Nuclear Nonproliferation Treaty


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Nuclear Nonproliferation Treaty

The Nuclear Nonproliferation Treaty (NPT), formally called the Treaty on the Nonproliferation of Nuclear Weapons, is the cornerstone of the international effort to halt the proliferation, or spread, of Nuclear Weapons (State Department, United States Treaties and Other International Agreements, Vol. 21, part 1 [1970], pp. 483–494). The NPT was first signed in 1968 by three nuclear powers—the United States, the Soviet Union, and the United Kingdom—and by nearly 100 states without nuclear weapons. It came into force in 1970, and by the mid 1990s it had been signed by 168 countries.

The NPT distinguishes between nuclear-weapon states and non-nuclear-weapon states. It identifies five nuclear-weapon states: China, France, the Soviet Union, the United Kingdom, and the United States.

Article II forbids non-nuclear-weapon states that are parties to the treaty to manufacture or otherwise acquire nuclear weapons or nuclear explosive devices. Article III concerns controls and inspections that are intended to prevent the diversion of nuclear energy from peaceful uses to nuclear weapons or explosive devices. These safeguards are applied only to non-nuclear-weapon states and only to peaceful nuclear activities. The treaty contains no provisions for verification of the efforts by nuclear-weapon states to prevent the proliferation of nuclear weapons.

Under the provisions of Article IV, all parties to the treaty, including non-nuclear-weapon states, may conduct nuclear research and development for peaceful purposes. In return for agreeing not to develop nuclear weapons, non-nuclear-weapon states receive two promises from nuclear-weapon states: the latter will help them to develop nuclear technology for peaceful purposes (Art. IV), and the latter will "pursue negotiations in Good Faith on effective measures relating to cessation of the nuclear arms race at an early date and to nuclear disarmament" (Art. VI) (as quoted in U.S. Arms Control and Disarmament Agency 1982, 93).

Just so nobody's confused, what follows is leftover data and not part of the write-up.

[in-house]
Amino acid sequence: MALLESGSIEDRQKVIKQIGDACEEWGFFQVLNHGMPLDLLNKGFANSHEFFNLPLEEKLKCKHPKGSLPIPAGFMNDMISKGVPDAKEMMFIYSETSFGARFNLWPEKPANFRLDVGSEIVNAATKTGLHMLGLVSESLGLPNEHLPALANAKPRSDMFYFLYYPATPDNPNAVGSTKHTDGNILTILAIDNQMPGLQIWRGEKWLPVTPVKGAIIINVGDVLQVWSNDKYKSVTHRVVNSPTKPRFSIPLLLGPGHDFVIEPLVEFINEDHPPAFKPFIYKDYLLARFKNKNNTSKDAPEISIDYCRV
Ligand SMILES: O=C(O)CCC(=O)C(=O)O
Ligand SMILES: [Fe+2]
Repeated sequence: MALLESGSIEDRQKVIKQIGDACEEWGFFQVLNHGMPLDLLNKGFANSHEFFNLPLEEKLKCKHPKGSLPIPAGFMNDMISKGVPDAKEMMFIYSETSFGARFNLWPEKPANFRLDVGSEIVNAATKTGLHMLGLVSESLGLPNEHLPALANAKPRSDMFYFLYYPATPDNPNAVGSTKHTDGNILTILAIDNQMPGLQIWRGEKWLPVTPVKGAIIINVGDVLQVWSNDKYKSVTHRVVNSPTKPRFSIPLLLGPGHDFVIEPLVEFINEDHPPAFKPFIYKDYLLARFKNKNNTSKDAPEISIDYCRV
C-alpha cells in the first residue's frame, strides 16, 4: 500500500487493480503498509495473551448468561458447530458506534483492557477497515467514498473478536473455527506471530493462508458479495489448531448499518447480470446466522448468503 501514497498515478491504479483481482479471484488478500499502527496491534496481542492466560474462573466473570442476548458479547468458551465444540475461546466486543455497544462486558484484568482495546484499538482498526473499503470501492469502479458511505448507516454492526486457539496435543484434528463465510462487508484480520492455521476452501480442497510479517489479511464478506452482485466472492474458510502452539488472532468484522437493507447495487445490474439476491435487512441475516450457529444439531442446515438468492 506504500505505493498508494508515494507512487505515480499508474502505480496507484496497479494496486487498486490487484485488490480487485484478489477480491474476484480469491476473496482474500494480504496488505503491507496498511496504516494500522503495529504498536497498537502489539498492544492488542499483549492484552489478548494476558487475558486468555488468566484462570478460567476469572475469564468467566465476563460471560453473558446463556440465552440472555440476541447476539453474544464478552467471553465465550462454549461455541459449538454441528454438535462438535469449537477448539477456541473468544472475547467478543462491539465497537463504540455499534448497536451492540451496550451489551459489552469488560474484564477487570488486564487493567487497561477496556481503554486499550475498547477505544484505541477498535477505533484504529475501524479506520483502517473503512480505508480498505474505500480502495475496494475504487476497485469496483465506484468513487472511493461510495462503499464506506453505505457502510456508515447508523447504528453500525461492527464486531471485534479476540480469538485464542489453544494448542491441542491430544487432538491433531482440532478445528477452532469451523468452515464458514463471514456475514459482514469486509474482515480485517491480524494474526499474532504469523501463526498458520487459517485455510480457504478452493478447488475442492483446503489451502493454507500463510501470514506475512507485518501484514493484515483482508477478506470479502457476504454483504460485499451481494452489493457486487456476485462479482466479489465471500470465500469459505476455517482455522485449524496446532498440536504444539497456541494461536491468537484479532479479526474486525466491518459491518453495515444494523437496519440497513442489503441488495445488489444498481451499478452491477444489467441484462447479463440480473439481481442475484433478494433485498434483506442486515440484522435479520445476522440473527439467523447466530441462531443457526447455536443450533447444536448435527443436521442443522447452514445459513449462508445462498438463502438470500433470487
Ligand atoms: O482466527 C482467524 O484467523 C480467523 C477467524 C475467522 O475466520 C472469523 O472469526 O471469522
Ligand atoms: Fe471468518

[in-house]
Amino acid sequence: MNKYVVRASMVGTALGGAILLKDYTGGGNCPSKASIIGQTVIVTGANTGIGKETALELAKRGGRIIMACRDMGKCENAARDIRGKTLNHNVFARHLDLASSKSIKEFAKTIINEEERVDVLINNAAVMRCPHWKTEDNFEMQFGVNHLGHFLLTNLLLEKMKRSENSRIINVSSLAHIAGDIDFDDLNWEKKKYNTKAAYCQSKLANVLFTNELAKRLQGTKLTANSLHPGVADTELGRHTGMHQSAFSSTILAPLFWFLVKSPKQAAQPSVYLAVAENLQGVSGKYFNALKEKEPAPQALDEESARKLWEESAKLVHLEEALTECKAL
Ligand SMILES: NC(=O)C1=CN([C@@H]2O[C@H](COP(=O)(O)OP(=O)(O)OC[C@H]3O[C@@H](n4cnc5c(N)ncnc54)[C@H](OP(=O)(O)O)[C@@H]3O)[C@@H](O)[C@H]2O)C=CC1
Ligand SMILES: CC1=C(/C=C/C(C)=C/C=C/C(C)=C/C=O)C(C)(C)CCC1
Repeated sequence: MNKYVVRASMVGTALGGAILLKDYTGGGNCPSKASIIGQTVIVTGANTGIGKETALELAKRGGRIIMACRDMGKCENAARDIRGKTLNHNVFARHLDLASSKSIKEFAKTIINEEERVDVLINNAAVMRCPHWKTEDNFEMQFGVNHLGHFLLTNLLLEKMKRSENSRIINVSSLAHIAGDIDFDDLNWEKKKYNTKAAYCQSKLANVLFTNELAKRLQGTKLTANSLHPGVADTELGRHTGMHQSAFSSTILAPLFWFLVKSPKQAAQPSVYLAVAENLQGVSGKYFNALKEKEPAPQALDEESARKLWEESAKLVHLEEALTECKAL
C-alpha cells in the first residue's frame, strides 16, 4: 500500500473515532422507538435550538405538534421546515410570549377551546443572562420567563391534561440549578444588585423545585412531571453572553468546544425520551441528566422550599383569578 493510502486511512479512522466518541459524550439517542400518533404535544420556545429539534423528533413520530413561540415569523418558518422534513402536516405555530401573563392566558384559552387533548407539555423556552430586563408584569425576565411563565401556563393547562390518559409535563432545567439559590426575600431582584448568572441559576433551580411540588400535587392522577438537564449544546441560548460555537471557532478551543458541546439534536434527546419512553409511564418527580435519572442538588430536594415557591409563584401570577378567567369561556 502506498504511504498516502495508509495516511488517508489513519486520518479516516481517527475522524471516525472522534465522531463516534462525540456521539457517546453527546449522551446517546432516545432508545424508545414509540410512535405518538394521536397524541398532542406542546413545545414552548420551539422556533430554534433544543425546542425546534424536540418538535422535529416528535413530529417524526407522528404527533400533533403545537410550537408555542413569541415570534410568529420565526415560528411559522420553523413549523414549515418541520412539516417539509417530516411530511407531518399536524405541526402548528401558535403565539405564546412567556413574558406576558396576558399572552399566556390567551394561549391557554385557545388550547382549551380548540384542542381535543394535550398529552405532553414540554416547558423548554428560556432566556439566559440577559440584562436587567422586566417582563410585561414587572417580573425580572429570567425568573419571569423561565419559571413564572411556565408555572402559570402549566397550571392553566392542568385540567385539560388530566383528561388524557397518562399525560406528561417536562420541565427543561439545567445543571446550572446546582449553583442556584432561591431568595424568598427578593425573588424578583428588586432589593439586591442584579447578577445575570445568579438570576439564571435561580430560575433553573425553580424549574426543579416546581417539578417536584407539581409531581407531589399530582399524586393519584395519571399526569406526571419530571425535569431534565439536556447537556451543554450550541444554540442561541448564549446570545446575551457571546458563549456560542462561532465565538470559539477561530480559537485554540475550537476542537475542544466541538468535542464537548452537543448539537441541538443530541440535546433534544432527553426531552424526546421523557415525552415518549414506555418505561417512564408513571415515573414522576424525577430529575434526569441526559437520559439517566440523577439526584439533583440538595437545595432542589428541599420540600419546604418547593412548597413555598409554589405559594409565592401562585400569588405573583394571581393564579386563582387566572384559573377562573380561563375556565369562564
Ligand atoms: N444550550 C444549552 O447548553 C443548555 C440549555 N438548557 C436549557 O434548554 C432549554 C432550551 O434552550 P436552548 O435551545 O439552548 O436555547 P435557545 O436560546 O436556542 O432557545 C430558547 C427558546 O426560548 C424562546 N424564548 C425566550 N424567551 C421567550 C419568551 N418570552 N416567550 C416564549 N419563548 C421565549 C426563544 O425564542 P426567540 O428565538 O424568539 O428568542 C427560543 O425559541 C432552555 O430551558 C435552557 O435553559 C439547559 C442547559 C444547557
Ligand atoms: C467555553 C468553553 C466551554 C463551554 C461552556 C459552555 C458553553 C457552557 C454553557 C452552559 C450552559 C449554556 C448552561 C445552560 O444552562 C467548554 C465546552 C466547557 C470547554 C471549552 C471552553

Since 1975, NPT signatory countries have held a review conference every five years to discuss treaty compliance and enforcement.

North Korea has caused international concerns since 1993, with its attempts to develop a nuclear arsenal. In 1993, North Korea announced that it would withdraw from the NPT, only to rescind its withdrawal shortly thereafter. In 1994, North Korea and the United States entered into an agreement whereby the United States agreed to provide power supplies and other necessities in exchange for North Korea's promise not to pursue the development of nuclear weapons. However, in October 2002, North Korea announced that it would resume its program to develop these weapons. On January 10, 2003, it announced again that it would withdraw from the treaty, effective the following day. Although the NPT requires that nations adhere to a three-month waiting period to withdraw from the treaty, North Korea claimed that it had already done so, for it originally had announced its withdrawal in 1993. North Korea's attempts to develop nuclear weapons have brought crisis to that region, and South Korea and Japan have sought U.S. assistance to resolve the crisis through diplomacy.

Further readings

Dekker, Guido den. 2001. The Law of Arms Control: International Supervision and Enforcement. Norwell, Mass.: Kluwer Law International.

Kegley, Charles W., Jr., and Eugene R. Wittkopf. 1993. World Politics. 4th ed. New York: St. Martin's Press.

Mandelbaum, Michael. 1995. "Lessons of the Next Nuclear War." Foreign Affairs (March–April).

Sheehan, Michael. 1988. Arms Control: Theory and Practice. Cambridge, Mass.: Blackwell.

U.S. Arms Control and Disarmament Agency. 1982. Arms Control and Disarmament Agreements: Texts and Histories of Negotiations.

Cross-references

Arms Control and Disarmament.

West's Encyclopedia of American Law, edition 2. Copyright 2008 The Gale Group, Inc. All rights reserved.
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(1) See CRS Report RL32857, The Nuclear Nonproliferation Treaty Review Conference: Issues for Congress, by Sharon Squassoni and Carl E.
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